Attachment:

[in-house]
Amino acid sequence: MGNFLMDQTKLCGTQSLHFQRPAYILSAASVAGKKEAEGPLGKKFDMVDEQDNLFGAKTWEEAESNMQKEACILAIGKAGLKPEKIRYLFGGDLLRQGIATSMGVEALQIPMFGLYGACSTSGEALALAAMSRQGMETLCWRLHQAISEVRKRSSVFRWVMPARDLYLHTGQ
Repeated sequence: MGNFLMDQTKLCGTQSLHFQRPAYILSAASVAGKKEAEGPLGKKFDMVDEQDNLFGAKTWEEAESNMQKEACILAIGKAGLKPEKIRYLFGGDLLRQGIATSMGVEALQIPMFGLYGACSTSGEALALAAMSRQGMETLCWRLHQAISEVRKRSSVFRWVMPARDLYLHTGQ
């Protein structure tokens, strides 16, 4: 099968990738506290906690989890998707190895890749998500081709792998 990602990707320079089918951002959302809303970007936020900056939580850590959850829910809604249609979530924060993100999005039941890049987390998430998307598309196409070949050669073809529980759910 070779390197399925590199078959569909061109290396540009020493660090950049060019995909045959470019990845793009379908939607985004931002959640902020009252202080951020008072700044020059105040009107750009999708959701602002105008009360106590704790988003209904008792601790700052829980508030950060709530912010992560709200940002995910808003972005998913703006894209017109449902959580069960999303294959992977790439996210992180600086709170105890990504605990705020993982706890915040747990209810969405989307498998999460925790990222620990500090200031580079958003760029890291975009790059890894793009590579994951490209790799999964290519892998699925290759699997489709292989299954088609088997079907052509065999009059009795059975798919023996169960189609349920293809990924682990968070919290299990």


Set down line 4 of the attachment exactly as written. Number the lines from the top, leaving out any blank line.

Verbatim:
């Protein structure tokens, strides 16, 4: 099968990738506290906690989890998707190895890749998500081709792998 990602990707320079089918951002959302809303970007936020900056939580850590959850829910809604249609979530924060993100999005039941890049987390998430998307598309196409070949050669073809529980759910 070779390197399925590199078959569909061109290396540009020493660090950049060019995909045959470019990845793009379908939607985004931002959640902020009252202080951020008072700044020059105040009107750009999708959701602002105008009360106590704790988003209904008792601790700052829980508030950060709530912010992560709200940002995910808003972005998913703006894209017109449902959580069960999303294959992977790439996210992180600086709170105890990504605990705020993982706890915040747990209810969405989307498998999460925790990222620990500090200031580079958003760029890291975009790059890894793009590579994951490209790799999964290519892998699925290759699997489709292989299954088609088997079907052509065999009059009795059975798919023996169960189609349920293809990924682990968070919290299990």